In the light of day, all I can say for sure is that defender's correct play from QJ109 is considerably more complicated than I realized. I don't think this fact has any bearing on my calculation in the post, since all that matters for that calculation is how people actually DO card, not how they SHOULD card. But I am curious how one actually should card from QJ109. When I have some spare time, I'll work it out and post again.

ReplyDeleteI think the point I was trying to make was, with the N-S spade layout AK?xx opposite xx, a W with QJ109 should try to card keeping as many of the two-card and three-card holdings included as possible.

ReplyDeletePlaying the Q and 9 in descending order is hopeless for concealment as you point out. Playing 9 then Q leaves only QJ109, QJ9, or Q9 possible.

Q and 10 lead to similar analysis, you must play them up the line, and the relevant holdings are Q10, QJ10, or QJ109.

Q and J can be played in either order, but still allow only three possibilities - QJ, QJ10, or QJ109.

J and 10 can again be played in any order, they allow for J10, QJ10, J109, or QJ109, for initial holdings instead of 3.

J and 9 again should be played in ascending order, they allow for J9, J109, QJ9, or QJ109, again four initial holdings.

10 and 9 can be played in either order, and allow for 109, Q109, J109, or QJ109, again 4 combinations.

So there are really only 5 rational ways to play from QJ109 - play 9-10, 9-J, 10-9, 10-J, or J-10. When you choose these options, it will be "percentage" for declarer to play for a 3-3 break, since you have two remaining "live" original 3-card holdings and one each 4-card and doubleton. As your calculation notes, doubletons are weighted 1/2, tripleton sequences are weighted 1/6, and non-sequential sequences are weighted 1/2, and the 4-card holding is weighted 1/5 (rather than your 1/9).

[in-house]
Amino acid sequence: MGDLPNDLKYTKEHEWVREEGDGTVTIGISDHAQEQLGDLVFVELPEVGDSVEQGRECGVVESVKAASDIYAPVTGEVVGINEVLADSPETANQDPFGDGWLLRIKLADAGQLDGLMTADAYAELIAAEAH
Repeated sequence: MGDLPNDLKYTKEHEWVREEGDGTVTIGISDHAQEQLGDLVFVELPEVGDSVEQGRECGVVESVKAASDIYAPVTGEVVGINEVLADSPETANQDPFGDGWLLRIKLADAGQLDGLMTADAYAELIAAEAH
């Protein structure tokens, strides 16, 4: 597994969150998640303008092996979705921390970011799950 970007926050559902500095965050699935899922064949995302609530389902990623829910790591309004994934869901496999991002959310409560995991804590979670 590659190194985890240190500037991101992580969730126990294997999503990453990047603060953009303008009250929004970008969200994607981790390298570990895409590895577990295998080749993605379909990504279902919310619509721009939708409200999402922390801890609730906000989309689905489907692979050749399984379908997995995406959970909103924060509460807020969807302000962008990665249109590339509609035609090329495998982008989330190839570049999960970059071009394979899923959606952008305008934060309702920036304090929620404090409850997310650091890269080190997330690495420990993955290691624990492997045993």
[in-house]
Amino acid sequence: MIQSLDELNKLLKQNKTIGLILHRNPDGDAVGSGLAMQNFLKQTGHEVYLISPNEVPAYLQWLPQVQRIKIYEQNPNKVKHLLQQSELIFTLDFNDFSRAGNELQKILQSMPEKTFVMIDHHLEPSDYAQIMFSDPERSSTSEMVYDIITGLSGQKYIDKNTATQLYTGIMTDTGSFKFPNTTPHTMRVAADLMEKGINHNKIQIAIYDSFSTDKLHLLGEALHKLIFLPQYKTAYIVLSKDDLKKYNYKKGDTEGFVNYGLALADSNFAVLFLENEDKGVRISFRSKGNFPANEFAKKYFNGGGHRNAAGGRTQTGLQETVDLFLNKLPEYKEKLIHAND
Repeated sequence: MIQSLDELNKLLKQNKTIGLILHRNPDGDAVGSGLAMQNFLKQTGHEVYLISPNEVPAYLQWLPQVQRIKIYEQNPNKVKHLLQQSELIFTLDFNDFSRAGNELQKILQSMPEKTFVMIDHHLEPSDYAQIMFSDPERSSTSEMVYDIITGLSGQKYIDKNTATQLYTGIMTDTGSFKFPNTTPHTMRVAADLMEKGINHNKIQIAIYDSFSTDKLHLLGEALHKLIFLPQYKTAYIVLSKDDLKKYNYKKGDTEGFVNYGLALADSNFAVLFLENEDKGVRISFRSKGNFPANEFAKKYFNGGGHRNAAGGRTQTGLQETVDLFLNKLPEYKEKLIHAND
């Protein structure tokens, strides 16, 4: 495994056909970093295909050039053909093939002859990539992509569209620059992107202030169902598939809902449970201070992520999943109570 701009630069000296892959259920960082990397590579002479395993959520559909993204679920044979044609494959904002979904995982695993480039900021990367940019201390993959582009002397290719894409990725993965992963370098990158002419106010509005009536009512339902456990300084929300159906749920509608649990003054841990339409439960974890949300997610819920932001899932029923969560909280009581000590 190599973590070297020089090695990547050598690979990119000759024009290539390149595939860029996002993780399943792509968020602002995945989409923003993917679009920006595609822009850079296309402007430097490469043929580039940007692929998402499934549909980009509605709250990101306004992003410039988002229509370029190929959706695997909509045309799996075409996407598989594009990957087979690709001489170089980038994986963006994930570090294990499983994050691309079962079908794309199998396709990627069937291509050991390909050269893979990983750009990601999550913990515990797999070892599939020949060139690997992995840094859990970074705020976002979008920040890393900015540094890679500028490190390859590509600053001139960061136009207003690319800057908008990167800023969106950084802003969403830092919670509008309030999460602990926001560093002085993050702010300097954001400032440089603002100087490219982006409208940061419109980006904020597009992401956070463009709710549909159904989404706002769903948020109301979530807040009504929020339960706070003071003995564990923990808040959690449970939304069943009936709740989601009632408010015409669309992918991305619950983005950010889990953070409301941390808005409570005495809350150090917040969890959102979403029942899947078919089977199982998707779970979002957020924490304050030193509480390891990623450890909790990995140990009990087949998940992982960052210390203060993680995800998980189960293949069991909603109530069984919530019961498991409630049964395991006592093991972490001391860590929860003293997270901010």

Using those weights, a 4-2 break is (1/2+1/5) of 1.6%, or 1.12%. The 3-3 breaks are weighted differently. 9 and 10 in either order will be 1/2 of Q109 and 1/6 of J109, for a total of 2/3 of 1.8%, or 1.2% - percentage will be to play for the drop. 9, then J is 1/2 of QJ9, and 1/6 of J109, again 1.2%. But J and 10 in either order is 1/6 of each of QJ10 or J109, or only 1/3 of 1.8% - percentage will be to play for the 4-2 break.

In summary - when you hold a 3-card sequence and want to convince declarer to play for a 4-2 break, you want to randomize the middle card with the card next to the one you hope partner holds. When you hold a 4-card sequence, and want declarer to play for a 3-3 break, randomize the two lowest cards.

Getting me to put Excel away is usually a good way to get me to make a point in a way normal people might be able to understand.

Not quite. See the next post.

ReplyDelete